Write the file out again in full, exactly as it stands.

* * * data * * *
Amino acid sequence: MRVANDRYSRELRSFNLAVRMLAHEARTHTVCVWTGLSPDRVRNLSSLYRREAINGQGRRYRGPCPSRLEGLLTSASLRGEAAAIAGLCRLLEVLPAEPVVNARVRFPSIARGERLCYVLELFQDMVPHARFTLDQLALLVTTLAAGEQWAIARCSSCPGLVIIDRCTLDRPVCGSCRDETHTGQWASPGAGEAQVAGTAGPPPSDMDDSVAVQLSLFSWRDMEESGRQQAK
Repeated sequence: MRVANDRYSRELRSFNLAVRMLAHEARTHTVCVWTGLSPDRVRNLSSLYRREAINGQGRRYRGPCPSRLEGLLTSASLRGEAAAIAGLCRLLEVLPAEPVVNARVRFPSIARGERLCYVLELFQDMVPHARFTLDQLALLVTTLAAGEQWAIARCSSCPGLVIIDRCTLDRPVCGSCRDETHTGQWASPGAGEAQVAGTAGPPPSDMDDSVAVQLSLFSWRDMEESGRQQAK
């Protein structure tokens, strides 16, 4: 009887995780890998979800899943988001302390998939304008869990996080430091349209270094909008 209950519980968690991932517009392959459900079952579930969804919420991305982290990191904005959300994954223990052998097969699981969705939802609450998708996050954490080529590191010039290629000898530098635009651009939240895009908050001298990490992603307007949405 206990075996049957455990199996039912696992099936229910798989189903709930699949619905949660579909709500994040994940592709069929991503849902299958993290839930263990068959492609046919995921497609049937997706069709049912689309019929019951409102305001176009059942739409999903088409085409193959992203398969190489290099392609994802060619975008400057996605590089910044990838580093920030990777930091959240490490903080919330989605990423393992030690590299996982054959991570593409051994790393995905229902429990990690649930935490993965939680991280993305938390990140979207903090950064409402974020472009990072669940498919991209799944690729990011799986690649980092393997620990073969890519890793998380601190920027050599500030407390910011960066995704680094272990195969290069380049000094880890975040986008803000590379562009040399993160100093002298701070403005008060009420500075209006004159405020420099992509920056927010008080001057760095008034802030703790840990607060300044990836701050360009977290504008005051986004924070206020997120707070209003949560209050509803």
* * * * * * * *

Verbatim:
Amino acid sequence: MRVANDRYSRELRSFNLAVRMLAHEARTHTVCVWTGLSPDRVRNLSSLYRREAINGQGRRYRGPCPSRLEGLLTSASLRGEAAAIAGLCRLLEVLPAEPVVNARVRFPSIARGERLCYVLELFQDMVPHARFTLDQLALLVTTLAAGEQWAIARCSSCPGLVIIDRCTLDRPVCGSCRDETHTGQWASPGAGEAQVAGTAGPPPSDMDDSVAVQLSLFSWRDMEESGRQQAK
Repeated sequence: MRVANDRYSRELRSFNLAVRMLAHEARTHTVCVWTGLSPDRVRNLSSLYRREAINGQGRRYRGPCPSRLEGLLTSASLRGEAAAIAGLCRLLEVLPAEPVVNARVRFPSIARGERLCYVLELFQDMVPHARFTLDQLALLVTTLAAGEQWAIARCSSCPGLVIIDRCTLDRPVCGSCRDETHTGQWASPGAGEAQVAGTAGPPPSDMDDSVAVQLSLFSWRDMEESGRQQAK
């Protein structure tokens, strides 16, 4: 009887995780890998979800899943988001302390998939304008869990996080430091349209270094909008 209950519980968690991932517009392959459900079952579930969804919420991305982290990191904005959300994954223990052998097969699981969705939802609450998708996050954490080529590191010039290629000898530098635009651009939240895009908050001298990490992603307007949405 206990075996049957455990199996039912696992099936229910798989189903709930699949619905949660579909709500994040994940592709069929991503849902299958993290839930263990068959492609046919995921497609049937997706069709049912689309019929019951409102305001176009059942739409999903088409085409193959992203398969190489290099392609994802060619975008400057996605590089910044990838580093920030990777930091959240490490903080919330989605990423393992030690590299996982054959991570593409051994790393995905229902429990990690649930935490993965939680991280993305938390990140979207903090950064409402974020472009990072669940498919991209799944690729990011799986690649980092393997620990073969890519890793998380601190920027050599500030407390910011960066995704680094272990195969290069380049000094880890975040986008803000590379562009040399993160100093002298701070403005008060009420500075209006004159405020420099992509920056927010008080001057760095008034802030703790840990607060300044990836701050360009977290504008005051986004924070206020997120707070209003949560209050509803």